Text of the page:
Tuesday, October 05, 2010

The Burton's Bedouin Tent Tomb

In a small cemetery in leafy Mortlake, south west London, stands the imposing tomb of Sir Richard Francis Burton (1821-1890) and his wife, Isabel (1831-1896). Explorer, adventurer, soldier, writer, translator, linguist: by all accounts Burton was an amazing man; he spoke some 29 languages; disguised himself as a Muslim to sneak into Mecca; and searched for the source of the Nile. His fondness for erotic literature (and sex in general) made him a controversial character at the time. He is perhaps best known for his translations of One Thousand and One Nights and the Kama Sutra.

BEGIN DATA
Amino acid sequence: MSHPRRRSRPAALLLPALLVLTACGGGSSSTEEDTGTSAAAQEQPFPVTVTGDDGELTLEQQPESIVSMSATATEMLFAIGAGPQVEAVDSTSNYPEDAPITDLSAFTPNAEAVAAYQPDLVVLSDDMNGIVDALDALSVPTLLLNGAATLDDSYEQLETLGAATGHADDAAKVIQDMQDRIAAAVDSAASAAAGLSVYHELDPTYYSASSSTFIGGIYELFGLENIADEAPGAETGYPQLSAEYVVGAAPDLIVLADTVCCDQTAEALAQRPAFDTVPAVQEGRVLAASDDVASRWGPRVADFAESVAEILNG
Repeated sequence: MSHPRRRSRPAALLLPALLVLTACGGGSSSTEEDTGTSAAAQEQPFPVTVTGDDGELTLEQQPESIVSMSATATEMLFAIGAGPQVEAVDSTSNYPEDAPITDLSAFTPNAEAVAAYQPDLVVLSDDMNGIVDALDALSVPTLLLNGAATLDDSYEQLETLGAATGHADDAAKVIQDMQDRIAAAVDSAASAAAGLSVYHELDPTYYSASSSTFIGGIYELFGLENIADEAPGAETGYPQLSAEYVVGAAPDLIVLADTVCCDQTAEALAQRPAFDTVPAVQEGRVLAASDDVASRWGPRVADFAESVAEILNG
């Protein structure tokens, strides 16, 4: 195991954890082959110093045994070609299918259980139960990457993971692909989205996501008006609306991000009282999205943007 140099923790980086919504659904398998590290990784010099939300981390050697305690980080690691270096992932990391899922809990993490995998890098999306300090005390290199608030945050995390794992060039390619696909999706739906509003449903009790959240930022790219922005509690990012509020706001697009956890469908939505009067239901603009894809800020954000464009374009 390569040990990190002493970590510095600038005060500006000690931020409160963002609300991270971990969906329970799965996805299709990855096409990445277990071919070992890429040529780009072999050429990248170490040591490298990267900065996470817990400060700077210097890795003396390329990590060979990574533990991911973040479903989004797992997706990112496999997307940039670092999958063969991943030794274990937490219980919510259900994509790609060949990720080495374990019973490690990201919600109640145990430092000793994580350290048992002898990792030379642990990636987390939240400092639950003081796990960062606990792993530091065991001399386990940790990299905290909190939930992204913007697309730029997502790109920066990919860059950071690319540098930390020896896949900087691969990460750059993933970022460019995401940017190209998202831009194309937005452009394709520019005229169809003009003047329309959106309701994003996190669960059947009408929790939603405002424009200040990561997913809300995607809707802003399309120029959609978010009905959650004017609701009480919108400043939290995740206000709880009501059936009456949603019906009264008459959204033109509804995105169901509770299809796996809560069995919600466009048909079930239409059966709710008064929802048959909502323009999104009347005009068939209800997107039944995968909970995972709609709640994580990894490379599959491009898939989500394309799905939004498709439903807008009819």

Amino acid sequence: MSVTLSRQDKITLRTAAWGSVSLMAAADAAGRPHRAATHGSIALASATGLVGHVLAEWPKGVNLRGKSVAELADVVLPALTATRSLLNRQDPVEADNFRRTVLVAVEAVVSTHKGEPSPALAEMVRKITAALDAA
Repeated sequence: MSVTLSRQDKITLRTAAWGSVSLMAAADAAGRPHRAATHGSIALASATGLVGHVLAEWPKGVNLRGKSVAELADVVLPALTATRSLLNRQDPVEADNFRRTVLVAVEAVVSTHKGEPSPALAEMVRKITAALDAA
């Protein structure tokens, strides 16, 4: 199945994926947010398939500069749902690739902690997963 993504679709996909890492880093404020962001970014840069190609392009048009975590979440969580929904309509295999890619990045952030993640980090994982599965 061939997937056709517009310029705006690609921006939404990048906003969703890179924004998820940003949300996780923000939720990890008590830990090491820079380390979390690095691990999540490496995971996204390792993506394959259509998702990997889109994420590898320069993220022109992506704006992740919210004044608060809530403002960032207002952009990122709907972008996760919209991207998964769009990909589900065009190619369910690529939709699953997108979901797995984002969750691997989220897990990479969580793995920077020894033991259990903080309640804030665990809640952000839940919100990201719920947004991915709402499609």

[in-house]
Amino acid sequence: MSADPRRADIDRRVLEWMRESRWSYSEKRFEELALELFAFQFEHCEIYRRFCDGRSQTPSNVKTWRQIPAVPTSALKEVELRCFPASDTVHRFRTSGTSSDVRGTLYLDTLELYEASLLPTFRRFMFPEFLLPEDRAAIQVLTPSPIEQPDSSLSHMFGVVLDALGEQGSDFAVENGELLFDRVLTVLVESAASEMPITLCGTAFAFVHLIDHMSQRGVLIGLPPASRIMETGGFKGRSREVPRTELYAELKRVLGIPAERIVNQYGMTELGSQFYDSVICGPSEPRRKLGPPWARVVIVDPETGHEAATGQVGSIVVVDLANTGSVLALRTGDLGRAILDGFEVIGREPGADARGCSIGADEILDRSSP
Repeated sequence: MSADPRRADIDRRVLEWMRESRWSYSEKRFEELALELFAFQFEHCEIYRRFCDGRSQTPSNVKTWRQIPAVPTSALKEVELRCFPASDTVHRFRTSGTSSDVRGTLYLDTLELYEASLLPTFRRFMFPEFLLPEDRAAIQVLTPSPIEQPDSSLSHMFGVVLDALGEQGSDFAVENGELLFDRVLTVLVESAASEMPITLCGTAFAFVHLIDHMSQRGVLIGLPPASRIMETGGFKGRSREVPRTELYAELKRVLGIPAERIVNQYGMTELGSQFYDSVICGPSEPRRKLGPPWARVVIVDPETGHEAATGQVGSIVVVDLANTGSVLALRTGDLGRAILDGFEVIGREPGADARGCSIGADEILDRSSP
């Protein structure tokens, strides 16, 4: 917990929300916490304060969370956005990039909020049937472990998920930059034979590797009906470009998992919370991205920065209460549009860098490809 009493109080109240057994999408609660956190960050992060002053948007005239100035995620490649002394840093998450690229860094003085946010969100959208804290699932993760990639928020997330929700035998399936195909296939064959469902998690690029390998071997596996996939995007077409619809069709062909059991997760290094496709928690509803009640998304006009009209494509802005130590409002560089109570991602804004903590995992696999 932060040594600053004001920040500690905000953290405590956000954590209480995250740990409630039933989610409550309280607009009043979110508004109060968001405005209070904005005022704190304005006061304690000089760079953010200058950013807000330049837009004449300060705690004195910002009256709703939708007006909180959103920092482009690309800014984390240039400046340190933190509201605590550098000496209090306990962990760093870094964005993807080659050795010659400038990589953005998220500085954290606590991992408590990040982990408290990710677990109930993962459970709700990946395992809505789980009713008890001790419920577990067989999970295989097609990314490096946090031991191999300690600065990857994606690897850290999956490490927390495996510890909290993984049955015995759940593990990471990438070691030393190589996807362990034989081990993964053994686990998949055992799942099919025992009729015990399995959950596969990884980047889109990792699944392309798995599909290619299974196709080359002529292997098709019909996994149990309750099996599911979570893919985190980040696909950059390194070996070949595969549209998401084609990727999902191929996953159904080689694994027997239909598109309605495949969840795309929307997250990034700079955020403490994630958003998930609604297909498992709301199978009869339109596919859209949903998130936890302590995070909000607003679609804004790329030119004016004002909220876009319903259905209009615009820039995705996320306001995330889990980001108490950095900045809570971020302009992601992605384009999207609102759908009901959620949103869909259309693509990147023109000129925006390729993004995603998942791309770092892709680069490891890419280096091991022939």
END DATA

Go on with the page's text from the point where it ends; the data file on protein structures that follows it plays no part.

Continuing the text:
His wife Isabel wrote to her mother, "I want to live... I want a wild roving vagabond life... I wish I were a man". She would always live under the shadow of her husband (this was the Victorian times) but was said to be 'striking, intelligent and unconventional' (being Burton's wife, she would have had to have been); she also wrote some travel and history books.

Their tomb is extraordinary, especially considering the surroundings; the graveyard is tiny and the Burton's tomb sticks out like an oasis in the desert. Round the back of the tomb there's a small window where one can peek in and see their coffins.

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